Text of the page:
thinkthrice's picture

What I want to know is why are 10 yr olds thinking about gay and straight (aside from being bombarded by the media)? When I was 10, I was still wearing patent leather shoes and ankle socks on Sundays.

I think children grow up waaaay too fast when it comes to adult topics/privilege, yet they seem to be strangely lacking in the responsibilities that, at one time, gradually expanded along with adult privilege.

You then create, essentially, early maturing bodies (all the junk/hormones eaten) with toddler-like selfishness and impulse control combined with sexual/criminal precociousness. A horrific mix!

tabby yabba do's picture

IMO I think Nature is more prevalent as I've watched SD12, SD8 and DD11 (and also DD25 and DS23 when they were little) over the years.

I agree environmental things/Nurture things can "throw a kid off" for a while (lack of sleep, poor nutrition, verbal abuse, setting a bad example, etc) but in the end, it's who a kid is that sort of determines how they'll respond to stress/life long-term.

They say you can tell a lot about a person by the way they handle three things 1) A rainy day 2) Lost luggage and 3) Tangled Christmas lights (I love Maya Angelou)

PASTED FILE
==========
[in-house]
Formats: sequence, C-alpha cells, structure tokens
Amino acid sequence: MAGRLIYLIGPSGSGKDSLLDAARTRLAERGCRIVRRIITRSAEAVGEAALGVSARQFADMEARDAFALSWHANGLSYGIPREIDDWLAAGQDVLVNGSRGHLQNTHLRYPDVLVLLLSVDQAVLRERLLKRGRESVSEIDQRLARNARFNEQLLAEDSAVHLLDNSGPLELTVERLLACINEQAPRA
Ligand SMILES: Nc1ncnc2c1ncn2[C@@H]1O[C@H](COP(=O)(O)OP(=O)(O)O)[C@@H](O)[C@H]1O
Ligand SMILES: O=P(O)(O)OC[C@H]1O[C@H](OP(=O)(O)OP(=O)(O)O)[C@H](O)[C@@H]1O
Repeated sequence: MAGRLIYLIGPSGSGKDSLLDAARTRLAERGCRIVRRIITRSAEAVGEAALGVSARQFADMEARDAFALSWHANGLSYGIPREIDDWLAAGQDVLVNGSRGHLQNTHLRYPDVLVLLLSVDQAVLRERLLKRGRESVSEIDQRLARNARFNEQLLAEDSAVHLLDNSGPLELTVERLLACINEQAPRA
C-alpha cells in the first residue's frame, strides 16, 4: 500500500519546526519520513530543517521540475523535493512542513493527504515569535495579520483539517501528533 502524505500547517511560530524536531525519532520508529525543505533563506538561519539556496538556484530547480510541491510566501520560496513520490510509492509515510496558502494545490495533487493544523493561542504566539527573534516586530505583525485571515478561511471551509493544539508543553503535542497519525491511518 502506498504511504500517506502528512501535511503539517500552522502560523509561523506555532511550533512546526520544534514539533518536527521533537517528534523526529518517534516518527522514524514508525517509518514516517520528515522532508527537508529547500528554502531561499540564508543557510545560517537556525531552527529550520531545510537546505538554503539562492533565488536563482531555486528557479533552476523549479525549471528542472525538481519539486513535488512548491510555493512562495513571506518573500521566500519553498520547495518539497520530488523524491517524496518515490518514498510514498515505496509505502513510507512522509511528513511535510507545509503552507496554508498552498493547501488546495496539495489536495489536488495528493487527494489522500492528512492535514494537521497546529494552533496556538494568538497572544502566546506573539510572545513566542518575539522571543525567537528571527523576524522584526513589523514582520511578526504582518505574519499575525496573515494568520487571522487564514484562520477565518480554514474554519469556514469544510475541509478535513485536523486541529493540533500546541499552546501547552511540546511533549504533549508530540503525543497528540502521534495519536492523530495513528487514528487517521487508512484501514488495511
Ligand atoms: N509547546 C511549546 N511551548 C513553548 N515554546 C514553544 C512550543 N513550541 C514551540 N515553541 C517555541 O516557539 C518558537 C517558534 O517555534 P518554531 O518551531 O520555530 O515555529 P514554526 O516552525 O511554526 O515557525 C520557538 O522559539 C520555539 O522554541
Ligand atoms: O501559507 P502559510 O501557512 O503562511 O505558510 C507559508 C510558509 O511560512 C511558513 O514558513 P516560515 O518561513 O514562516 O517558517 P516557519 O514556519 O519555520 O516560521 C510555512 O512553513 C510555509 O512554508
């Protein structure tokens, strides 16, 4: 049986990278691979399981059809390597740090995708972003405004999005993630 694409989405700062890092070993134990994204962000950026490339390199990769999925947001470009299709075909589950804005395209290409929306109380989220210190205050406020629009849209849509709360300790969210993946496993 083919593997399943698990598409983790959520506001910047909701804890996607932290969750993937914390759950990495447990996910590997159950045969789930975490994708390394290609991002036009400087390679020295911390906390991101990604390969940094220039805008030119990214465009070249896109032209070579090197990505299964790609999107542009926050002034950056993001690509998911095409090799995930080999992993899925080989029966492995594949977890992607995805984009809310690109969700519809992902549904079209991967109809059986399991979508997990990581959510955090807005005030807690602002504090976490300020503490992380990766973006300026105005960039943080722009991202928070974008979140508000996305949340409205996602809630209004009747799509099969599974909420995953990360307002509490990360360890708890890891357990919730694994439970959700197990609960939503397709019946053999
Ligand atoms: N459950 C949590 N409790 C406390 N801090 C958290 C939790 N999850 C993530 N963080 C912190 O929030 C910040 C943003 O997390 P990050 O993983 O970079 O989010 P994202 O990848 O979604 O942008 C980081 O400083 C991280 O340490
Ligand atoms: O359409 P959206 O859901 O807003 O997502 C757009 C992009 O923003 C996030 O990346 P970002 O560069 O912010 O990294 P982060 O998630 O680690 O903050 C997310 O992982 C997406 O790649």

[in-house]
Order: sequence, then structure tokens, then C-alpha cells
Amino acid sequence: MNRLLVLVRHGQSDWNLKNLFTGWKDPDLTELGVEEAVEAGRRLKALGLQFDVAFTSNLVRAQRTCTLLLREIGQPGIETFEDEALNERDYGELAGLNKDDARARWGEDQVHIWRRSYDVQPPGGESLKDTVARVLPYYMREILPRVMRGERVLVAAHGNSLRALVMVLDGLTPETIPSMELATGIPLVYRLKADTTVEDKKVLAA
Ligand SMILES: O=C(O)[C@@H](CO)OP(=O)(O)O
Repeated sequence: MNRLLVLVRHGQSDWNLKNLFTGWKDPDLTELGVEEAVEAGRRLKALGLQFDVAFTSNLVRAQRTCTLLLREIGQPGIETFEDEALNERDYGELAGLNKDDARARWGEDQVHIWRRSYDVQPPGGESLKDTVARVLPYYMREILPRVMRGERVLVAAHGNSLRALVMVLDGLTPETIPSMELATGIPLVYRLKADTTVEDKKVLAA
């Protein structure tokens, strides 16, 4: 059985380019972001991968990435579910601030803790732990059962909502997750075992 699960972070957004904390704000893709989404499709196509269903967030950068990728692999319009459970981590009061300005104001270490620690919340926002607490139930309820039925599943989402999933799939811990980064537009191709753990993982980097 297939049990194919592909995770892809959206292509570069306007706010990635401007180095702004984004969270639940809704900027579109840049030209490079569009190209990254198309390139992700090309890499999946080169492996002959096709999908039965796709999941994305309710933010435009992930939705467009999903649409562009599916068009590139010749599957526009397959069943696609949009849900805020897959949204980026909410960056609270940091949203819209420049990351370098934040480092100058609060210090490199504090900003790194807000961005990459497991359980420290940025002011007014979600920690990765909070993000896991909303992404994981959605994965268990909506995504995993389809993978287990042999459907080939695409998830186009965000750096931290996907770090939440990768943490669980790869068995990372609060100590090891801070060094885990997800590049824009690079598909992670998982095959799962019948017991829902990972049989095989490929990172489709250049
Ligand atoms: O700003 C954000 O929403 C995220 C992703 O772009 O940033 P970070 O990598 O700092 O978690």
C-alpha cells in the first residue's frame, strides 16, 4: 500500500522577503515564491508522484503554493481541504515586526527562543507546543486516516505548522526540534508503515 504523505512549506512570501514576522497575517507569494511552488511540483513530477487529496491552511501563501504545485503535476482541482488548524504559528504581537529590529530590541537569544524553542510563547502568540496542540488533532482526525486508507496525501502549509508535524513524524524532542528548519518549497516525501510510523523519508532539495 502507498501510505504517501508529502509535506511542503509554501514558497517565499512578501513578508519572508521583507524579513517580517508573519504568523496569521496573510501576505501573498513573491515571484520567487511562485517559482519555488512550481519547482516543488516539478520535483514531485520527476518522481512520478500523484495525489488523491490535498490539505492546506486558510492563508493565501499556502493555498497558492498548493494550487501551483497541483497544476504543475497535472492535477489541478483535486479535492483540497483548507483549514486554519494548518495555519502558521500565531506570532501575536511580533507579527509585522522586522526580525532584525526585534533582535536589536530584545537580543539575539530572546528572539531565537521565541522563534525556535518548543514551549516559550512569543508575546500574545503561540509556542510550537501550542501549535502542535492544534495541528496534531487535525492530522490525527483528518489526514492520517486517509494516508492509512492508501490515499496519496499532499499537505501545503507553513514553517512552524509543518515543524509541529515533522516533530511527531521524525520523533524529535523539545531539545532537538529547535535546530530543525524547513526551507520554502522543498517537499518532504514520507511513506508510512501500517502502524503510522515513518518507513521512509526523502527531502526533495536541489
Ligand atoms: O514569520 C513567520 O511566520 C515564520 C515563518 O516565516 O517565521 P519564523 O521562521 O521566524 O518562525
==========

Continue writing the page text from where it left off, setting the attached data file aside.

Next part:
Deep down we are who we are. We can tweak our behaviors, soften our exteriors, change our mindset, act a certain way, use certain words, live a certain lifestyle, but in the end our "core" is our "core."

Either we tend to be kind, or we don't. Either we have empathy or we don't. Either we see the glass half-full, or half-empty. Either we aim to give, or we aim to take. We love easily or we suspect everyone.

I have thought a lot about this my whole life - why did my two brothers grow up to be fun-loving, irresponsible, out-going hellions with big personalities - both of whom died at early ages - and I survived, to became a rule-following, underdog-protecting, more reserved police officer? Why did my whole family believe in rejecting authority and I thought authority was ok? My family always called me the "black sheep" of the family (in a good-hearted way) because something inside of me was so different (Nature) than the way I was raised (Nurtured).

For example....I see it every day in my SD12. She's learning to appease me by not always using her mean-girl behaviors to dominate anyone in our family or kids at school. She is more careful with her words. She is rewarded when she does this. But when she gets excited, or stressed, her old ways come out immediately, before she can regulate them (verbal bullying attacks, dry-humping family members, stealing). She seems to be responding to what I'm trying to teach her (Nurturing her to be kind, not so selfish, think of others' feelings) but deep down, when push comes to shove, she simply seems to lack empathy, lack feelings, and lack an internal mechanism that says "people matter and aren't here for you to use" (her natural state of being). I hope I'm making a difference, but truly - in my most honest moments - I don't think how DH or I nurture SD12 will matter much. She will be who she is. She has shown me who she is, and I believe her.

That's my two cents.